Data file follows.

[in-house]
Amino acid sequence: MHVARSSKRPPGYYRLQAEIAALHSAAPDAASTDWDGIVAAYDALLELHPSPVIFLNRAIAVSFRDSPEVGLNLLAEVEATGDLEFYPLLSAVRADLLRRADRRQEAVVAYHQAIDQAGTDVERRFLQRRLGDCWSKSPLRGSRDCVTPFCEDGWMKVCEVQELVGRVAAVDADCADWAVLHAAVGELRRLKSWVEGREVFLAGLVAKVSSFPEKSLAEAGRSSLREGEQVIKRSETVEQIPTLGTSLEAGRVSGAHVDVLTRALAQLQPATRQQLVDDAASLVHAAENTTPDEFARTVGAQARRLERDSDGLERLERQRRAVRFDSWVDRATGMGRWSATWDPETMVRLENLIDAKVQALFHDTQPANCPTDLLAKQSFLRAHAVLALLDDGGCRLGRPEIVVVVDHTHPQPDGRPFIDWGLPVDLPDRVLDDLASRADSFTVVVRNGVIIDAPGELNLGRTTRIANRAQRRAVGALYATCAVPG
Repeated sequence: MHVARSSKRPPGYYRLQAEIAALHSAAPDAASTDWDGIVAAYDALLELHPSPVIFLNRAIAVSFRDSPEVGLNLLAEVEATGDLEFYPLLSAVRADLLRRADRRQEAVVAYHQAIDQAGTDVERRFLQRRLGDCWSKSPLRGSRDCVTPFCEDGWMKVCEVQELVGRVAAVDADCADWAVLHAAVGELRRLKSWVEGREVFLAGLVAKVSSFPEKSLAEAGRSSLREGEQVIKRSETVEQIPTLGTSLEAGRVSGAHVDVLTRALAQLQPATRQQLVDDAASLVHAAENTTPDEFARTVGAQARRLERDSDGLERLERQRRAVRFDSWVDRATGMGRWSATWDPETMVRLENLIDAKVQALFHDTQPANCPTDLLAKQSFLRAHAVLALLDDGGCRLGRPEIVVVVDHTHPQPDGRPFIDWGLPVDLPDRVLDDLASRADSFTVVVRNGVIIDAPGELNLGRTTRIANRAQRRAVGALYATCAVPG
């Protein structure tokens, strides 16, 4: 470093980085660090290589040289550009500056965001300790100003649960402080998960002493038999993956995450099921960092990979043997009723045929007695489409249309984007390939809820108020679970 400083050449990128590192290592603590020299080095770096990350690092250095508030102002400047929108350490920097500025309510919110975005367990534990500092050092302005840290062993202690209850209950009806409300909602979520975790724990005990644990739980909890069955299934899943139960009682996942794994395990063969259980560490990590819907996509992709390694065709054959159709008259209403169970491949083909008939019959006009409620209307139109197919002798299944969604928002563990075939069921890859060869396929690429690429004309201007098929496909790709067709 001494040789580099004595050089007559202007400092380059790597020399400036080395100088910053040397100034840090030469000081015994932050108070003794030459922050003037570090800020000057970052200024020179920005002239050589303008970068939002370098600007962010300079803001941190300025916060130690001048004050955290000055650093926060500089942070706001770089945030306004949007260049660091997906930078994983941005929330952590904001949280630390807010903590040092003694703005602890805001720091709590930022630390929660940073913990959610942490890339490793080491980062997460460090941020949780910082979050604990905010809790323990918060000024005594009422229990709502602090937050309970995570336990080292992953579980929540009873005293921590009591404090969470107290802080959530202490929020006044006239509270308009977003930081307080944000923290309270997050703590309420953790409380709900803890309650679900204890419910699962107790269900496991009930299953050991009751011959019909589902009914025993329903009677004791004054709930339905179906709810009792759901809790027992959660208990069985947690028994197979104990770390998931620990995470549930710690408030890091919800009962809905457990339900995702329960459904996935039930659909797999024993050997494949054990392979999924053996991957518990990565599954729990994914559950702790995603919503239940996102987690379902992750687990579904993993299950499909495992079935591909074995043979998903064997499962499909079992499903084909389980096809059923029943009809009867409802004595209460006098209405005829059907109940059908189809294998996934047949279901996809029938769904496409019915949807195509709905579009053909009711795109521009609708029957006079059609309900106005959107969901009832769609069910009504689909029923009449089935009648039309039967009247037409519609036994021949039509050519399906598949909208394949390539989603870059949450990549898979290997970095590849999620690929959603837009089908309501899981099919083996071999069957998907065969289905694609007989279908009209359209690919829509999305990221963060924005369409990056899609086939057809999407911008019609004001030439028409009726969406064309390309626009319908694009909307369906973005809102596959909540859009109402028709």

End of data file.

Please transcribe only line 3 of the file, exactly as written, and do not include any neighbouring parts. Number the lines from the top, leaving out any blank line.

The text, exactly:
Repeated sequence: MHVARSSKRPPGYYRLQAEIAALHSAAPDAASTDWDGIVAAYDALLELHPSPVIFLNRAIAVSFRDSPEVGLNLLAEVEATGDLEFYPLLSAVRADLLRRADRRQEAVVAYHQAIDQAGTDVERRFLQRRLGDCWSKSPLRGSRDCVTPFCEDGWMKVCEVQELVGRVAAVDADCADWAVLHAAVGELRRLKSWVEGREVFLAGLVAKVSSFPEKSLAEAGRSSLREGEQVIKRSETVEQIPTLGTSLEAGRVSGAHVDVLTRALAQLQPATRQQLVDDAASLVHAAENTTPDEFARTVGAQARRLERDSDGLERLERQRRAVRFDSWVDRATGMGRWSATWDPETMVRLENLIDAKVQALFHDTQPANCPTDLLAKQSFLRAHAVLALLDDGGCRLGRPEIVVVVDHTHPQPDGRPFIDWGLPVDLPDRVLDDLASRADSFTVVVRNGVIIDAPGELNLGRTTRIANRAQRRAVGALYATCAVPG